The Email Address vs. Contact Form Debate

You’d think this a simple question: “Do you want a contact form or email address on your ‘Contact’ page?” Yet for whatever reason, that question elicits strong reactions from people.

In my experience at least half of the clients I work with seem to have an opinion, and those that do split between wanting one or the other. Thinking back on the rationales I hear, they tend to be the same for both sides:

  • “It’s just easier.”
  • “I don’t think people like the other way?”
  • “Why would anyone do that?”
  • “I like this.”
  • “I don’t like that.”

Having asked this question at least a good dozen times and hearing those answers, it’s clear to me that people have personal preferences and a “Contact” page should offer both options to cater to different audiences. Taken together, the variety of responses  clearly establishes a best practice.

Just to be sure, let me offer some positive arguments for both means of contact. A contact form…

  • Lets the user to stay on the same page.
  • Doesn’t require a user to log into their email account or have an email client setup, a common occurrence on a library or friend’s computer.
  • May take advantage of a browser’s autofill function.1
  • In tandem with a WordPress plugin like Gravity Forms (affiliate link), a form can send notifications to different emails addresses—i.e. “route” the notification—depending on the form’s subject (e.g. volunteer, question, website bug, etc.).

Only showing an email address…

  • Feels more personal to certain audiences.
  • Can be saved and used again later.
  • Ensures that visitors have a copy of the sent message.2

These advantages apply more so or less so to certain audiences but generally complement the other method. So just use both!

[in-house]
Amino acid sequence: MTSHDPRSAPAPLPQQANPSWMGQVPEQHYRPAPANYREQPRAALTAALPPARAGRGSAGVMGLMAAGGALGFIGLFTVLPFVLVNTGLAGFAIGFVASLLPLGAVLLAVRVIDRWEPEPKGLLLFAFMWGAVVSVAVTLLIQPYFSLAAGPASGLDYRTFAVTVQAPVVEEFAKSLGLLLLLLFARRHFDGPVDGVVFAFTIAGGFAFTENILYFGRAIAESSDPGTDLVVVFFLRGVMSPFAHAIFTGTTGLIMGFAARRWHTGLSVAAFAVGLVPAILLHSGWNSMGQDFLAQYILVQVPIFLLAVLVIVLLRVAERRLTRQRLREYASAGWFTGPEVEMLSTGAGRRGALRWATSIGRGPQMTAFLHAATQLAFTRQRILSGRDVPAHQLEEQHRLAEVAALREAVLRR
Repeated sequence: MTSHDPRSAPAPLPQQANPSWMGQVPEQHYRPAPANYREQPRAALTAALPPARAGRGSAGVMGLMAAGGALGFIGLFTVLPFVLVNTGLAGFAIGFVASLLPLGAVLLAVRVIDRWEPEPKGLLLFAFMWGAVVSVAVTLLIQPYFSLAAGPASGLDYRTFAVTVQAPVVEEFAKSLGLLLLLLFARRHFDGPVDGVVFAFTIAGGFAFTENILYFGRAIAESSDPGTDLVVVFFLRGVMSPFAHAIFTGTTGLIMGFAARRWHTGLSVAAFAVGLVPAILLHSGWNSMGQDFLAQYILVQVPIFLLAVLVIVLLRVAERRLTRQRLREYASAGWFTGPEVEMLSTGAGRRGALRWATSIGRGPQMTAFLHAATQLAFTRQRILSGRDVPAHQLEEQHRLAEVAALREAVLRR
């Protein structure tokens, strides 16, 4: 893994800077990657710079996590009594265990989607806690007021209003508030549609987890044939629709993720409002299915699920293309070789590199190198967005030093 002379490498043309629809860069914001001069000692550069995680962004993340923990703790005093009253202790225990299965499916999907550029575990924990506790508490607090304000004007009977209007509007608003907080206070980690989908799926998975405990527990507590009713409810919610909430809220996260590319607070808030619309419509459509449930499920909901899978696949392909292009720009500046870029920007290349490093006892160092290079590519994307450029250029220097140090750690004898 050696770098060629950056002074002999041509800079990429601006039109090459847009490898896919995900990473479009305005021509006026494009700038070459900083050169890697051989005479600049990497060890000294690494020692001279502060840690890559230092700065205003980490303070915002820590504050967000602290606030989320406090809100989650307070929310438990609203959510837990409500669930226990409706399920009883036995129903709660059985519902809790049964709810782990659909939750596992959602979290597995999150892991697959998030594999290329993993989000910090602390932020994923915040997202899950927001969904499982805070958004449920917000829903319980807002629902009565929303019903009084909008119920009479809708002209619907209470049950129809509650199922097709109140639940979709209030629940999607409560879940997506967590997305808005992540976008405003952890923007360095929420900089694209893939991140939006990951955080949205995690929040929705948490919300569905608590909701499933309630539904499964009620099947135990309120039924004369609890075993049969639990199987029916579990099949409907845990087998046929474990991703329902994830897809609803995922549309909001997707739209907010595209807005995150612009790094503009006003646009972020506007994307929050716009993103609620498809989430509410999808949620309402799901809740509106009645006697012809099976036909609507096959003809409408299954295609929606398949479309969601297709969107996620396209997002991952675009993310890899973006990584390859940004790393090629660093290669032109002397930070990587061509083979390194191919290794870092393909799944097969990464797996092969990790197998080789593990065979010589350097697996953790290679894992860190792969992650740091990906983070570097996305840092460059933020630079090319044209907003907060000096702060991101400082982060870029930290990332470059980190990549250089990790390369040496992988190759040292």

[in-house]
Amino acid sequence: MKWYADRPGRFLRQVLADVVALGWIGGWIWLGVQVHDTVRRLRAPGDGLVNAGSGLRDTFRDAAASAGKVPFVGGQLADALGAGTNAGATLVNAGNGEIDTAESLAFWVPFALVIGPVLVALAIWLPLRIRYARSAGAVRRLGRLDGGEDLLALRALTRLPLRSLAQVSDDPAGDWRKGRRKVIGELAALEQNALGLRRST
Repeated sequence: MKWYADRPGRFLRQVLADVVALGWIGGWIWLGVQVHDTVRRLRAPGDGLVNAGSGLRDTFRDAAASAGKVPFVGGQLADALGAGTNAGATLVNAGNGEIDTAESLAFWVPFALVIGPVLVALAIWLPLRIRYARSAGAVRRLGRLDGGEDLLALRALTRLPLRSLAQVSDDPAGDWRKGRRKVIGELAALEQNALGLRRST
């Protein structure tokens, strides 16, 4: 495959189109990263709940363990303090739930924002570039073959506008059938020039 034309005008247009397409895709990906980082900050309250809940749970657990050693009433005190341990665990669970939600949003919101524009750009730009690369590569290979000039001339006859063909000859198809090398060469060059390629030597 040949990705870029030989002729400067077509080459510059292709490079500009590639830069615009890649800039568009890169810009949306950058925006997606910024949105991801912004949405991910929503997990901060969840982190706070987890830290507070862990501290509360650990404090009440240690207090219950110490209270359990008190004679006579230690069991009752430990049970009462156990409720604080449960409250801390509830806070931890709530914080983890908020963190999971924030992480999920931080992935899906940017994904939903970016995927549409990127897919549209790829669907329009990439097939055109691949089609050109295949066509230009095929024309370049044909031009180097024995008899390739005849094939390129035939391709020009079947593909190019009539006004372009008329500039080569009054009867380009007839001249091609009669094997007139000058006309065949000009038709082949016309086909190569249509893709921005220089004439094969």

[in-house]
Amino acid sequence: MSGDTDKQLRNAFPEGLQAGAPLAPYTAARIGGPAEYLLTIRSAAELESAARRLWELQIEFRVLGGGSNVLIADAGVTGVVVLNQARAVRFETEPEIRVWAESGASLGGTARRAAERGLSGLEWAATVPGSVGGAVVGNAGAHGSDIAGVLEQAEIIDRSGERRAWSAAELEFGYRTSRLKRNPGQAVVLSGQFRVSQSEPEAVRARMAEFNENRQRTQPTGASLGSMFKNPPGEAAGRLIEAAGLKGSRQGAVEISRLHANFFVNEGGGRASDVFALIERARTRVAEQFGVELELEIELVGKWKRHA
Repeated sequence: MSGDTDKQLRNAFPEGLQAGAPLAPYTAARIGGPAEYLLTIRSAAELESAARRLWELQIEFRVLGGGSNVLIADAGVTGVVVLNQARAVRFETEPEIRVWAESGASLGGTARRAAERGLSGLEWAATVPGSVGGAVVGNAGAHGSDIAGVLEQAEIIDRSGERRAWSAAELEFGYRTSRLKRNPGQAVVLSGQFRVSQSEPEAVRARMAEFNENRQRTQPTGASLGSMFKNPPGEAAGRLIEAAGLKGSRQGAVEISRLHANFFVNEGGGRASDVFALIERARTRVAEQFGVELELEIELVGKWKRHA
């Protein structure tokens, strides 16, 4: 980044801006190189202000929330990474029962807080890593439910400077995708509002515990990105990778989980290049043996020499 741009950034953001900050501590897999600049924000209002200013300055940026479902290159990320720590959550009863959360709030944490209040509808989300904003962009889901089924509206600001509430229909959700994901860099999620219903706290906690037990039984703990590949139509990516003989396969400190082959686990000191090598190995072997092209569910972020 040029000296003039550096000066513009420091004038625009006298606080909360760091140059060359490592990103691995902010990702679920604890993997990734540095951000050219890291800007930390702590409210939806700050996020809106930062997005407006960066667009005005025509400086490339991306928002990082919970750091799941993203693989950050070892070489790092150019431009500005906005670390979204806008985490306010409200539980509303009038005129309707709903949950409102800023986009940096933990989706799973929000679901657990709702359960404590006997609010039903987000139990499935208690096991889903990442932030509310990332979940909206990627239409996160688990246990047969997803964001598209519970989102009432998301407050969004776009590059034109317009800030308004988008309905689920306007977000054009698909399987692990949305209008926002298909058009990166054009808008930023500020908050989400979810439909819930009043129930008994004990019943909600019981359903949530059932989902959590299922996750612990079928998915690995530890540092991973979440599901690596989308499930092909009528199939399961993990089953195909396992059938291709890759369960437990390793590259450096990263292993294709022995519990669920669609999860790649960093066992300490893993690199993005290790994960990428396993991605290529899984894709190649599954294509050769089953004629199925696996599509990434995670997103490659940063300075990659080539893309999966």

In a few cases, I have had organizations concerned about the privacy of their email address only use a contact form. This is a valid concern, but keeping an email private requires not exposing it to any other sites as well. Therefore, this only applies to a small segment of sites. Similarly, some organizations are concerned about spam. Again though, it’s quite challenging to never expose an email address, and, furthermore, spam filters have gotten quite good in my personal experience.

So if you have a “Contact” page—and chances are you should—make sure to provide both an email address and contact form. Too many people prefer each to only give one.

Talk Back

Disagree? [Thoughtfully] Yell at me in the comments :) I’d love to hear some more opinions.

8 thoughts on “The Email Address vs. Contact Form Debate”

  1. Hey Mark, great post, going to be sharing this one around for sure.

    And I totally agree, do both. I find when I have tested, more people tend to like the contact form. And the more I ask (yes, that is more), the more they use it. mmmmm

    But also so glad I read this as a reminder that I kept forgetting to do. I use Gravity Forms so I can customize the notification to anyone who submits. That means I can add any fields that let’s me remind them what they filled out. And as you noted, with email the great thing is they have a copy, so this notification really helps in that way. I just had forgotten to add those fields. So thanks for the reminder!

    1. Thanks, Bob! I’m glad someone even more on the front lines than I sees the same thing. I’m pretty bad about setting up a good response for Gravity Forms too, if I’m being honest. That ends today though!

      As I’ve written in my posts about donation forms, I really think those form responses are a crucial AND OVERLOOKED way to engage with site visitors. However, it’s up to me to at least make sure people know that the capability exists.

  2. Currently i use my email address as when i had a form it would get auto filled in by bots and i would get thousands of spam emails. I didn’t want to use CAPTCHA because it is so ugly and really un user friendly. I really want to use those Maths questions you get at the end of forms but can’t find them and really want Gravity Forms to include them instead of ugly CAPTCHA and the picture one.

    1. Patrick, have you tried using Gravity Forms’ Akismet integration or the spam honeypot? I’ve have good luck with both of those filtering out most spam other than human-submitted stuff.

  3. We generally recommend against a naked email address. Most of the custom WP themes we build are for B2B clients so the spam issues aren’t worth the minor inconvenience represented by a form.

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